Quinoa And Nutrition

Learn about quinoa, this remarkable herb of the desert, and its great nutritonal value.

It is one of the most desolate areas of the world - low quality soil, miniscule rainfall that, when it does come, strikes as devastating hail storms. It is the Andes of South America. Despite the ruggedness of the land, this area of the planet produces an amazing plant that is vital to the livelihood of the region. It is also a plant that could hold solutions to some of the problems facing mankind. The plant is the quinoa. Lets find out about this incredible herb.

The quinoa is a leafy herb that grows up to six feet tall ( 2 meters) and produces an abundance of seeds. These seeds serve the people as a nutritious food. The plant will grow in even the hardiest of ground surfaces. In fact, land that is covered with rocks and has soil as hard as concrete can serve as a surface for growing the quinoa. The locals simply have to dig a hole in the ground with a spear like instrument and then drop in the seed. Within months and with a minimum of care the quinoa will mature. At harvest time the plants are uprooted from the soil. They are then allowed to dry in the sun and threshed by hand. The plant now has the ability to be stored for years without spoiling. During the long dry season in the Andes it is a staple food that the people are fully reliant on.

The Spanish invasion of South America brought many new plants back to the outside world that have become staples of modern living. Coca, tomatoes, peanuts and potatoes were all hits with the people back home. But the Spanish conquistadors took little notice of the quinoa plant. They viewed it as a cheap plant, fit only for peasants. As a result the beneficial properties of quinoa have been hidden for hundreds of years. Only recently have they been revealed. Experts the world over are now, however, becoming very excited about the remarkable quinoa. Why so?



Nutritionists have discovered that quinoa is low in sugar and starch and high in fiber and unsaturated fats. It contains many essential vitamins and minerals. The thing that has the experts most excited, however, is the amount of protein in quinoa. It does, in fact, contain fifty percent more protein than wheat, rice and barley and that protein is of superior quality. It contains an ideal balance of the amino acids that are needed by the human body. It includes the amino acid lysine which is rarely found in vegetable protein and normally only found in meat, fish and eggs. Quinoa is also a good source of phosphorous, calcium, iron, vitamin E and several of the B vitamins.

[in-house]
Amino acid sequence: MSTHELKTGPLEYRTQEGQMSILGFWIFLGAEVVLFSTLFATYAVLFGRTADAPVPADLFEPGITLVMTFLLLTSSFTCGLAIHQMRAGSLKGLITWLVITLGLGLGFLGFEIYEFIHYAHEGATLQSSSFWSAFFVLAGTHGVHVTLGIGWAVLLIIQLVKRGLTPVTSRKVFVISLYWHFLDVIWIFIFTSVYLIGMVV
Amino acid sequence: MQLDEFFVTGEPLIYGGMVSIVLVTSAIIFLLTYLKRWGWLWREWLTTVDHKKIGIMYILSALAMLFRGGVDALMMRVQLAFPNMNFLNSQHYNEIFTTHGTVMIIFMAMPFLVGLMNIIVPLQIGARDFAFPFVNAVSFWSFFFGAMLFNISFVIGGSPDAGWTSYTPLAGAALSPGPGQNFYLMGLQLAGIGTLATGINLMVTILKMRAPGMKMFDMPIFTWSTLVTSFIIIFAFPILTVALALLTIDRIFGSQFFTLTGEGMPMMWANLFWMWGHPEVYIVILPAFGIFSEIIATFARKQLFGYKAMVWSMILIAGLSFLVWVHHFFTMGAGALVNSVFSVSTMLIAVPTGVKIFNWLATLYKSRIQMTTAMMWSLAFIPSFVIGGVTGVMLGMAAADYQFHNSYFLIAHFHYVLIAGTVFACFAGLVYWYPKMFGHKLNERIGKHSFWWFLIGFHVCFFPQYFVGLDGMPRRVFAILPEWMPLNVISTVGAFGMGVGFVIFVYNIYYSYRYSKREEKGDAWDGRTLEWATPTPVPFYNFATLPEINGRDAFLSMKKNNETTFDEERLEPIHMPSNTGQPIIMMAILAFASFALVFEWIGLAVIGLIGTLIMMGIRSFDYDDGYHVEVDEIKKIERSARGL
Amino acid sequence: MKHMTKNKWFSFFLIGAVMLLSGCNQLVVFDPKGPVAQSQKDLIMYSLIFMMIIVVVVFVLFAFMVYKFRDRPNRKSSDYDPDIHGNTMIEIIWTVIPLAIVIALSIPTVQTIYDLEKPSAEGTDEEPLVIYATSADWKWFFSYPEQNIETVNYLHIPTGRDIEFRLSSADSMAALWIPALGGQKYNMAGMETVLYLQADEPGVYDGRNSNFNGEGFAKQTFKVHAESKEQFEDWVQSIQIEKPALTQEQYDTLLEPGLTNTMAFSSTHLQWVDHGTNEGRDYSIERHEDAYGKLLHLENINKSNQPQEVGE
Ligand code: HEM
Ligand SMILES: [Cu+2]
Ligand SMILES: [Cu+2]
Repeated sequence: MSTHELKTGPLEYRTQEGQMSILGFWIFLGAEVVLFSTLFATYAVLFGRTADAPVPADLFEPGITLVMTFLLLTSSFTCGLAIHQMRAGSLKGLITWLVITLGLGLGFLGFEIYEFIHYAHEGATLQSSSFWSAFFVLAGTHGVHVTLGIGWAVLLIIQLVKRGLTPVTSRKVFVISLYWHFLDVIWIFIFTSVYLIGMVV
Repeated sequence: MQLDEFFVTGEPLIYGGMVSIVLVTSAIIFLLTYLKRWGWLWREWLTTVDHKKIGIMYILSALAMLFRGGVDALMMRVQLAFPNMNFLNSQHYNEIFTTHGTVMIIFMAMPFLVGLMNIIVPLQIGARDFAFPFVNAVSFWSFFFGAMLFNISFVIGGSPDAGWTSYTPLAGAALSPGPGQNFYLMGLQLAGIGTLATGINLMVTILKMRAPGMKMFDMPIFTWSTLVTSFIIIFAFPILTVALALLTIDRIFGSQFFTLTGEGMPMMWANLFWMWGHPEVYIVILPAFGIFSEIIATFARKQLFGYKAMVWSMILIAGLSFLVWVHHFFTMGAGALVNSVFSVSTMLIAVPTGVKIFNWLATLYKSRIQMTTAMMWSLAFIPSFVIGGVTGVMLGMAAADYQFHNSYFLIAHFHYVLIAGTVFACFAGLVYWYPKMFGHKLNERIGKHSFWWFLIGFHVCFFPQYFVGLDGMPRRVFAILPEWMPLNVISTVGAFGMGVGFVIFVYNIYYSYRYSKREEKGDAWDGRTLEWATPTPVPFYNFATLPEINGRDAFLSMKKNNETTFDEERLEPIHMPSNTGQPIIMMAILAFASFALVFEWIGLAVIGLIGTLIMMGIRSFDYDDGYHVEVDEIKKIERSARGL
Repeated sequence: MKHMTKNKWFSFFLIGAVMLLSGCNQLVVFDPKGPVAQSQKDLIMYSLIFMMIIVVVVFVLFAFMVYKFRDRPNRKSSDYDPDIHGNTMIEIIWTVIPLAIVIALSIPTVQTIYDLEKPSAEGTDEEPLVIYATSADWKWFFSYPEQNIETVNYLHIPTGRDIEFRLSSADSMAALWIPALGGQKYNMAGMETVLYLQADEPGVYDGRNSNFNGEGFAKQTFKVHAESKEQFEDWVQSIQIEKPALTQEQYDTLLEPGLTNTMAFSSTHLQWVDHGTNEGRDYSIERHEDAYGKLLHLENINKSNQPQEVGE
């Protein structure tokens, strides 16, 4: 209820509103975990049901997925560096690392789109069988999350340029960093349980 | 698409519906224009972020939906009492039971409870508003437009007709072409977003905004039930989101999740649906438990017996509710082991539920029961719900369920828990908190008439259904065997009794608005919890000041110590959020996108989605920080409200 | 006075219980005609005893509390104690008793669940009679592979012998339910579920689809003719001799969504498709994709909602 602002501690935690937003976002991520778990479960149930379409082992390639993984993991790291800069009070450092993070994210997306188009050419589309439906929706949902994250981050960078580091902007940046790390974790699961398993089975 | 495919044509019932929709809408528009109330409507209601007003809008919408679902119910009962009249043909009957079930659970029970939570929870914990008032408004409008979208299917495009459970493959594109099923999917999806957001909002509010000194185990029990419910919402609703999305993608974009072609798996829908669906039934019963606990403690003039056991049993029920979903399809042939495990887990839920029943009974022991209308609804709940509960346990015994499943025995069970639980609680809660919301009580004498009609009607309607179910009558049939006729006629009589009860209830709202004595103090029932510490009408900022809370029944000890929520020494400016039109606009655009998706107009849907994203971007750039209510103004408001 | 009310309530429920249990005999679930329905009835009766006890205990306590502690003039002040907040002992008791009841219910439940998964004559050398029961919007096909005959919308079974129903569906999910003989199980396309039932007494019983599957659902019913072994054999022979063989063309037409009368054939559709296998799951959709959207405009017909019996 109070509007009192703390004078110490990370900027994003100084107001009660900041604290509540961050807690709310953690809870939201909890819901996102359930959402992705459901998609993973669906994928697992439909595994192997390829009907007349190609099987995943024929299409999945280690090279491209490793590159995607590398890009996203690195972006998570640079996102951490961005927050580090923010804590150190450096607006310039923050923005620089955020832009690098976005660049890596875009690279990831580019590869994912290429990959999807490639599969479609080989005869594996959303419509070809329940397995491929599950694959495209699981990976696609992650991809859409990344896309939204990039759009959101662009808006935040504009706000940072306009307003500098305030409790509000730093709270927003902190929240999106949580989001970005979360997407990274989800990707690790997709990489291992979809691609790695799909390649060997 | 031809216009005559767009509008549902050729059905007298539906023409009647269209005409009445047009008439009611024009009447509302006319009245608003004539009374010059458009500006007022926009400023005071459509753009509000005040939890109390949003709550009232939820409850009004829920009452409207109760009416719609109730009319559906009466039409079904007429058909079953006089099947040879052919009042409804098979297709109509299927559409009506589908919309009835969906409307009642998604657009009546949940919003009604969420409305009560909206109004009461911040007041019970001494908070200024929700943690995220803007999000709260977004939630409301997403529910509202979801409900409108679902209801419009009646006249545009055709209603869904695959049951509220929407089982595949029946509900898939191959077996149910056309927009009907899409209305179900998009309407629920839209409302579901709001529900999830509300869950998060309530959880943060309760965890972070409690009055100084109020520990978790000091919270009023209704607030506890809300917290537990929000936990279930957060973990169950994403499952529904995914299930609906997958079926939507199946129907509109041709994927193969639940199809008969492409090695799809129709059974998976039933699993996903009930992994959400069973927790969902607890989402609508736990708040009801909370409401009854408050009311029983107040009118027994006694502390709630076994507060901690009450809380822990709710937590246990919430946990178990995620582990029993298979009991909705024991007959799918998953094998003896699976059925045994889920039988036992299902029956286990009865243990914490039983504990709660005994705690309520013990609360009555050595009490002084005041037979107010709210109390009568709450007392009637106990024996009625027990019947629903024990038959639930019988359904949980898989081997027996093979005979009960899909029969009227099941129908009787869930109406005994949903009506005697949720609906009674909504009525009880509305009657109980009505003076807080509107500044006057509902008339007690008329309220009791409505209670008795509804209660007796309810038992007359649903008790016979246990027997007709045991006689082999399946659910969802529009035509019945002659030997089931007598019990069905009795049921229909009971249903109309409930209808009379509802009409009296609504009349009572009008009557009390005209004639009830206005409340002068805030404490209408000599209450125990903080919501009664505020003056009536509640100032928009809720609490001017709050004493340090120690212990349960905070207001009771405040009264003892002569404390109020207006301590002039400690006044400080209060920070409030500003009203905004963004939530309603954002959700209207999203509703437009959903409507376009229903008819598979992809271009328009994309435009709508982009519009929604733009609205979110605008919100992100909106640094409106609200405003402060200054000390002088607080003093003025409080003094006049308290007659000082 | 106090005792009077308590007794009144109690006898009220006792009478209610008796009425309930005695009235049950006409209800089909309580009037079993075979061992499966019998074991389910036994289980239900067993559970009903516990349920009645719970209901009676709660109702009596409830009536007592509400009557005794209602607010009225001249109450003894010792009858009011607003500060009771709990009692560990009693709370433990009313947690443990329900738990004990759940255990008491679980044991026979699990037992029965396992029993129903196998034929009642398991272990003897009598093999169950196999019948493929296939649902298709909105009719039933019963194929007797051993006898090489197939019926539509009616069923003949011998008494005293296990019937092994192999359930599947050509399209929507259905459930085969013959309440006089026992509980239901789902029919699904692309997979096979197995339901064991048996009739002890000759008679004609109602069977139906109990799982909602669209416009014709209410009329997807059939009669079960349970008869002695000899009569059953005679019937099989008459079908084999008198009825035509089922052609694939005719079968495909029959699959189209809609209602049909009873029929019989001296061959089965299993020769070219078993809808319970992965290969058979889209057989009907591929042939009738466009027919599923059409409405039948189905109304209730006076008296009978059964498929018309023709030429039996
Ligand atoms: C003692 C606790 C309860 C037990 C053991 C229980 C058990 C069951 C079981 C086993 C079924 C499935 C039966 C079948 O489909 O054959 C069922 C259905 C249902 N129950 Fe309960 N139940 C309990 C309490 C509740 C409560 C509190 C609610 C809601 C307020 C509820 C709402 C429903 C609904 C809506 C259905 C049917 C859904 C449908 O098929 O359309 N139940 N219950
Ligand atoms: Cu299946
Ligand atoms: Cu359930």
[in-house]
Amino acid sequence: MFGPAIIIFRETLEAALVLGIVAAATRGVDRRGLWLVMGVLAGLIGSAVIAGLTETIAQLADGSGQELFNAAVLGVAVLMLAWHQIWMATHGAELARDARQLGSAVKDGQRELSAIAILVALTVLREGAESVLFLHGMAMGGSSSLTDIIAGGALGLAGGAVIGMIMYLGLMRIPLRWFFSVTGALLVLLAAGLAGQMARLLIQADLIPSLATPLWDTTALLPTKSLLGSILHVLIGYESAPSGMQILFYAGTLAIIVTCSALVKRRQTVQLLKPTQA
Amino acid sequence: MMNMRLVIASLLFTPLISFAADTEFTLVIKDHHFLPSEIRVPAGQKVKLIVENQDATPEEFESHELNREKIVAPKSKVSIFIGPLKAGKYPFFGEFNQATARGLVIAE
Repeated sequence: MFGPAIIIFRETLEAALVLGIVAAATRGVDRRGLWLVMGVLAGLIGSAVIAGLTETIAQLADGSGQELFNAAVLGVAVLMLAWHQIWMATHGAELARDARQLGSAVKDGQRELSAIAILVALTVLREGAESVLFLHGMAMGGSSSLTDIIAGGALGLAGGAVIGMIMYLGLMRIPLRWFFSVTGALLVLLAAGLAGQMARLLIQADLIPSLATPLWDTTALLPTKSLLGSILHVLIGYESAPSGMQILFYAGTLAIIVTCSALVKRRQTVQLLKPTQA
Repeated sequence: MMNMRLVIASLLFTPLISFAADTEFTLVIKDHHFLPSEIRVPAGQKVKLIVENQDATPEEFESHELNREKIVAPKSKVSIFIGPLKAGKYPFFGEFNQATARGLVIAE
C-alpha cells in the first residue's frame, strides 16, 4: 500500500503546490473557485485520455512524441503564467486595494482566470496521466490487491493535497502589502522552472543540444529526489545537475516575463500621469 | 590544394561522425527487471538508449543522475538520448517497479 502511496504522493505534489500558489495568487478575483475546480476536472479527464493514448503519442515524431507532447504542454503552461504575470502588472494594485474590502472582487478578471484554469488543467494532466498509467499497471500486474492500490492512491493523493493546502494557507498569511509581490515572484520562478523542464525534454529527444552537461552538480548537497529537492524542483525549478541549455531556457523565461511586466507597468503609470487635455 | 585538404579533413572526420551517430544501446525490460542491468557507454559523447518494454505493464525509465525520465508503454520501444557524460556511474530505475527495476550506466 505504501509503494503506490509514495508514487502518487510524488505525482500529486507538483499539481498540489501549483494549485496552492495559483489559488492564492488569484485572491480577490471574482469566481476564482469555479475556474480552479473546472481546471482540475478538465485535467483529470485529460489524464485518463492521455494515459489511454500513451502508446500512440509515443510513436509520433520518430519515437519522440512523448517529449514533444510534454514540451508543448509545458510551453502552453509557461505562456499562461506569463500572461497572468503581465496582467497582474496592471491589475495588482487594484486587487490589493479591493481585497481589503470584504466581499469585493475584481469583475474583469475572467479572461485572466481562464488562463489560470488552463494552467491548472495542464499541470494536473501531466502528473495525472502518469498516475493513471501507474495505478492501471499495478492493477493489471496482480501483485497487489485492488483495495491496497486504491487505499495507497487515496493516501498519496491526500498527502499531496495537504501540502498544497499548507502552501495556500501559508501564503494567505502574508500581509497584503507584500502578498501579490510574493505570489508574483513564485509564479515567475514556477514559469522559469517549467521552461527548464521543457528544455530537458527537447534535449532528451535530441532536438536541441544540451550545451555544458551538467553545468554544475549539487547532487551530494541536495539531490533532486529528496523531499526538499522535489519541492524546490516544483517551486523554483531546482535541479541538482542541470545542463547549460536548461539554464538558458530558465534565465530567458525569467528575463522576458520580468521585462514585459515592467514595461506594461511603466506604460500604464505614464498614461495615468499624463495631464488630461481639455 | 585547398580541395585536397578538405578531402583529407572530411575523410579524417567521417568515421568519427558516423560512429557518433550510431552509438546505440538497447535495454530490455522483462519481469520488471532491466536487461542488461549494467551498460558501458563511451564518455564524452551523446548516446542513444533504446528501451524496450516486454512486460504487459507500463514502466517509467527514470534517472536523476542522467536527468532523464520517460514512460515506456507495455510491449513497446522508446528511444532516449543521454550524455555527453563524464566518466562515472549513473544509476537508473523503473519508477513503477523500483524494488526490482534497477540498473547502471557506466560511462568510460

The seed of the quinoa plant is covered with saponin, a resin like substance that is very bitter. This covering must be removed before eating. The locals of the Andes have traditionally done this by hand scrubbing in alkaline water.

Quinoa has a unique, nutty taste. It is ideal as a breakfast cereal. It can also be used as an addition to a cold salad, served hot with meals or sweet as a dessert. Quinoa can also be ground into flour form. The flour can then be mixed with water to provide a nutritious meal on the run. The flour can also be made into energy rich biscuits and bread. The people of the Andes also boil the quinoa with an egg to provide a healthy meal. Tortillas are even made with quinoa.

Famine relief experts believe that quinoa could play a major role in relieving world hunger. As we've seen the plant can be grown simply in the harshest of environments. And it's high nutritional content would be ideal for the famine ravaged lands of Africa and the Middle East. As to whether quinoa will impact on world hunger, only time will tell. Meanwhile why not try to pick up some quinoa locally. Your body will thank you.

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